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Postumius and Cincinnatus, Rome Dictators

Around 510 B.C.,  a Roman king named Tarquin the Proud had lost his power. (See the Bible Timeline with World History for a full timeline of events) According to the historical records, King Tarquin wasn’t a well liked or respected ruler. He had exploited the throne and the people of Rome. The people no longer wanted to be ruled by a king who wouldn’t regard the Roman Senate or care for the well-being of the people.

The Roman Senate decided to do away with the monarchy system in favor of a republic. Under this system of government two rulers were chosen by the Roman Senate to become consuls. Once the consuls were in power, they would manage the day to day issues and challenges that is a natural part of running a government. When crises arose, or problems became too difficult to solve with ordinary processes then the consuls had the authority to elect a dictator to bring about a solution.

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Cincinnatus Roman_Dictator
Cincinnatus leaves the plow for the Roman dictatorship – Juan Antonio Ribera, c. 1806

Roman dictators were outstanding members of their society that usually held some type of political or military position. They were usually leaders who governed or fought battles in the past. Once these leaders were selected to become a dictator, they are usually given unlimited power and resources to resolve whatever problem that was affecting the stability of Rome. The dictators of Rome were usually selected from the patrician or wealthy class of citizens. The patrician class was educated, well known, performed civil or military service, established laws and they controlled how the rest of Roman society functioned.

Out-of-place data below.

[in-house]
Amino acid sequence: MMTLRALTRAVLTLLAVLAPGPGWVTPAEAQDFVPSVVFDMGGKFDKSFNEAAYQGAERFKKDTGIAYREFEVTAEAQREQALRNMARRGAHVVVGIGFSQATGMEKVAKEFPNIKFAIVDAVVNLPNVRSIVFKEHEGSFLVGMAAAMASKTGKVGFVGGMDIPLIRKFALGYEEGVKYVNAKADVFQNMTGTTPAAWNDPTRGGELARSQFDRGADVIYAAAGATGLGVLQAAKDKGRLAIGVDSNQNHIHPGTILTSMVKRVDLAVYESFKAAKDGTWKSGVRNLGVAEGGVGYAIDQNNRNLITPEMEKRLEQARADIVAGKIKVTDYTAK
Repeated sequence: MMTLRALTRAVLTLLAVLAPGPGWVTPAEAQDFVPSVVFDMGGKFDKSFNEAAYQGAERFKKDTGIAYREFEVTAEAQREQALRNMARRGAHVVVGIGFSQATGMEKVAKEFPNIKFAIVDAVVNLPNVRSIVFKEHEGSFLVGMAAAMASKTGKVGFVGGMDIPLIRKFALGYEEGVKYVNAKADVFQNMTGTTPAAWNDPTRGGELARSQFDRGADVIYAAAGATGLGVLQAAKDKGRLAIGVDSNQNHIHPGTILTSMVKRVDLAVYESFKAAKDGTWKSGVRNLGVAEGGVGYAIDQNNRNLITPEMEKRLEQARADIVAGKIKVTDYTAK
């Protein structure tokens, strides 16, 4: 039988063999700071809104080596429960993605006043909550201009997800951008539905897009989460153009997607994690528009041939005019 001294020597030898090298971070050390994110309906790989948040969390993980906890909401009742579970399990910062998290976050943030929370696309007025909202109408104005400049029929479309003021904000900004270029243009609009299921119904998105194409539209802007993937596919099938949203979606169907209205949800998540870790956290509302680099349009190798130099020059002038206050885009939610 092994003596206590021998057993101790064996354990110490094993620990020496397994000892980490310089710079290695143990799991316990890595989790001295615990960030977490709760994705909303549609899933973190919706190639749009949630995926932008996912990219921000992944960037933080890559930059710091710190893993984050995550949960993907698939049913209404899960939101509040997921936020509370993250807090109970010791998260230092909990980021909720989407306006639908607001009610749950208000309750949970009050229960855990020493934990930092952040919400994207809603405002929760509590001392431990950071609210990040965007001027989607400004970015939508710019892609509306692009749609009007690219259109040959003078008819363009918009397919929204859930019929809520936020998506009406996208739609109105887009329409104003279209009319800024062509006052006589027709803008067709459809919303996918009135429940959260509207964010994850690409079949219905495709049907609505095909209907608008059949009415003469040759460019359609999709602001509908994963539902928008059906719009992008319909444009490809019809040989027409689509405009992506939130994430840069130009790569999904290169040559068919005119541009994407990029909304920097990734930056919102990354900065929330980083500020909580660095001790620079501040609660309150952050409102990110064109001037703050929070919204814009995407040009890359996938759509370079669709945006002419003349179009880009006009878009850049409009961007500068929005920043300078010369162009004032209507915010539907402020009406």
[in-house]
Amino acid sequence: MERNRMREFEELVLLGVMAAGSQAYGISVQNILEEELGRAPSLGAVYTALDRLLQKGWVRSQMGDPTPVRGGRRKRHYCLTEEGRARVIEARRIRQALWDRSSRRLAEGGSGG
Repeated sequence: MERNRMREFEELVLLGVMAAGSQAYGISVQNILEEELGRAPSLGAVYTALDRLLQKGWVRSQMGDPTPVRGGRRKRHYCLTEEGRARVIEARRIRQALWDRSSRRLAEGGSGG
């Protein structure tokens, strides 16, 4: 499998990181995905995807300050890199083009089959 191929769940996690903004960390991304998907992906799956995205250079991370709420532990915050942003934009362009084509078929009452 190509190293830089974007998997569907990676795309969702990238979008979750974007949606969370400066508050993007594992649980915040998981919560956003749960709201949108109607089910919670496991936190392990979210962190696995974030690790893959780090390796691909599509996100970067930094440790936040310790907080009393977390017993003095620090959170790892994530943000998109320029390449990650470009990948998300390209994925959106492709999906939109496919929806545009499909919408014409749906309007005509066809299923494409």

The first dictator of Rome under the new Republic system was Aulus Postumius Albus Regillenis, and he was called to duty in 498 B.C. to stop the Latin’s from rebelling against Rome. The Latin’s were the allies of the Romans though they were really subjected to Rome. When they rebelled, it created problems that would have threatened the stability of the newfound republic. Once Postumius became the dictator, he managed to put down the rebellion and to have the Latin’s brought under Rome’s control once again.

Another outstanding member of Roman society was named Cincinnatus and he was chosen to become dictator around 458 B.C and once again in 439 B.C. Cincinnatus was a well-known military commander who fought in battles against various tribes that tried to overthrow Rome. After he had been chosen to become the dictator, he managed to put successfully down the rebellions and subdue the various tribes that tried to usurp Rome’s authority.

The Sabine and Aequi were the tribes that he had managed to get under control. After he resolved the matters with the warring tribes he left the office of dictator. Postumius and Cincinnatus stayed in office only long enough to resolve a particular problem. Once a conflict was resolved, they returned power back to the consuls and went back to their own lives. Both of these dictators didn’t abuse their time in power nor did they try to gain more wealth for their own personal gain.

Cincinnatus was considered a patriot by his people, and though he was a patrician, he lived a somewhat frugal lifestyle to show his fellow countrymen that he wasn’t controlled by material desires. These two dictators are important because they both represented the effectiveness of Roman government under a republic system.